4) Additional Workplace Drama (you're welcome to just skip to the bottom at this point): During the last snowstorm here in NJ (during which I opened and closed the store), each of my associates nearly called out, deciding ultimately to come in as a personal favor. The store was dead, so I chose not to be strict about the dress code. And to my peril: the Loss Prevention head chose that day to tap into our security cameras and watch me. She called and chastised me, and then sent an email longer than our phone conversation to the store manager, district manager, and HR. I have since been singled out for misconduct. More recently, I received an email accusing me of misconduct for not opening her emails. Conversations with the assistant manager and new shift supervisor indicate that I am the only one currently under scrutiny - despite the fact that I am the ONLY member of management who is thorough in their paperwork, and consistently leaves notes and documentation of issues.
5) Insult over Injury: I recently injured myself on my way to work, and was rushed to the hospital. The store manager texted me shortly after: "what time r u supposed to be in????????" and I had someone else in the ER (because it was a hand injury) type my response. To which he said: "just an excuse to be late." When I was discharged, I gave him the doctor's note excusing me from work for several days, but not before he demanded that I clock in. The only reason he backed off was because of the blood still splattered on my work pants. When I reminded him the next day of the ER note and offered to help find someone to compensate for my absence, he replied with "let's do this. you come in at 4 [instead of 1pm], you [do a bunch of tasks not possible at that point because my hand was still messed up]." When I firmly asserted that it would be inappropriate to go against the note, he did not respond. But when I came back on Saturday, my ER note was gone, not anywhere in the office or my personnel file, and my hours for this current week had been slashed by 10. He also scheduled me for this past Sunday, which due to the tasks of that day I have NEVER been scheduled for without four or more days' advanced notice, and also scheduled me for a day that I had requested off, repeatedly, starting in the last week of January.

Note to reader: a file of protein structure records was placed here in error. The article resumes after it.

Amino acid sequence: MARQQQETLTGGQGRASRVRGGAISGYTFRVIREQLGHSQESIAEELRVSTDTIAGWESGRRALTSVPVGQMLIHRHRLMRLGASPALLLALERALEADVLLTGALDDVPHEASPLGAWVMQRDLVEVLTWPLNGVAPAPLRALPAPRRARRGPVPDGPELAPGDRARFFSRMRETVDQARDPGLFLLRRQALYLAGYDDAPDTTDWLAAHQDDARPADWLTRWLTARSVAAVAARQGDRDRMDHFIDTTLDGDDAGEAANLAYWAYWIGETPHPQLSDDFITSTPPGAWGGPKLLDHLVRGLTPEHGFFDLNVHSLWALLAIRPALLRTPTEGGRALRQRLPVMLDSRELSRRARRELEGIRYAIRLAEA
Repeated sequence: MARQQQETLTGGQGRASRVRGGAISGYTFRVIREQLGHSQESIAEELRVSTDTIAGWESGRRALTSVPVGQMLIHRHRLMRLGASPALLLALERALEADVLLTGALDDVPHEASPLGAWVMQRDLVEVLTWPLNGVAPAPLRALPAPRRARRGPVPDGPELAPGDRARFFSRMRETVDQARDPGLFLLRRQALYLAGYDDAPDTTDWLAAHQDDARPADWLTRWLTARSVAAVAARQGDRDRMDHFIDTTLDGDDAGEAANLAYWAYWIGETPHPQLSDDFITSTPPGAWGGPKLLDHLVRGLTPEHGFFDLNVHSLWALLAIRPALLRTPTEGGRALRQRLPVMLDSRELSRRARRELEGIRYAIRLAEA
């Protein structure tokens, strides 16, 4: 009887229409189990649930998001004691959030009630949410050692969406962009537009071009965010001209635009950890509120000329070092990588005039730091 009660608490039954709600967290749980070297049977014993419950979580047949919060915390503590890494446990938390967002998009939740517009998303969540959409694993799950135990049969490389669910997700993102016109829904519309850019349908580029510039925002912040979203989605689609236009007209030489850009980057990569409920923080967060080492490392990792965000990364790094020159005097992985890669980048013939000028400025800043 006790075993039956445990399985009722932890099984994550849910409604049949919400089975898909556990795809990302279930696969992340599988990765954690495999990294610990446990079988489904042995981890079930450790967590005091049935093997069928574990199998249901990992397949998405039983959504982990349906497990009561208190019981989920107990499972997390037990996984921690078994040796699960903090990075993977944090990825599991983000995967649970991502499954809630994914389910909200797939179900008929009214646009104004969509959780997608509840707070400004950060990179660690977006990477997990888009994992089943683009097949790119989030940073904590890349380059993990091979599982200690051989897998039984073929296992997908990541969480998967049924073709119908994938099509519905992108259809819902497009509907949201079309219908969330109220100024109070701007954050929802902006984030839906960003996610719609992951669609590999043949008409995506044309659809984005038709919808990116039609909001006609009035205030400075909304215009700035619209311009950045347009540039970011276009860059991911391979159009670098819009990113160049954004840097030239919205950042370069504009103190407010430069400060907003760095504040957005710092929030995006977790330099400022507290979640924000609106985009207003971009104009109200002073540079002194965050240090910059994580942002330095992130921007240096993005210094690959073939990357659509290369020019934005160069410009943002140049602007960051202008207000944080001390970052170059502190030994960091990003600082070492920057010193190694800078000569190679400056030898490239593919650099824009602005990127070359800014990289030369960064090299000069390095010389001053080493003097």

Everyone has told me not to quit, but I'm shaking even in writing all of this out with more I haven't mentioned. I started taking Clonazepam in October to deal with working at my particular store, and even my primary doctor recommended that I just leave that job and find another. More recently, the dosage of Clonazepam I'm taking isn't as effective; I've started having panic attacks at work, I'm rapidly losing chunks of my hair, and find it difficult to focus even when at home. But I can't afford to quit: the store manager tends to cut hours as a form of punishment when he's irritated with people, and not working a consistent 40-hour week has put me behind on rent and utilities. If I try to file for unemployment, the store manager will probably fight my claim.
Do I take that risk and quit, or file a report with HR and see if the fallout actually changes things?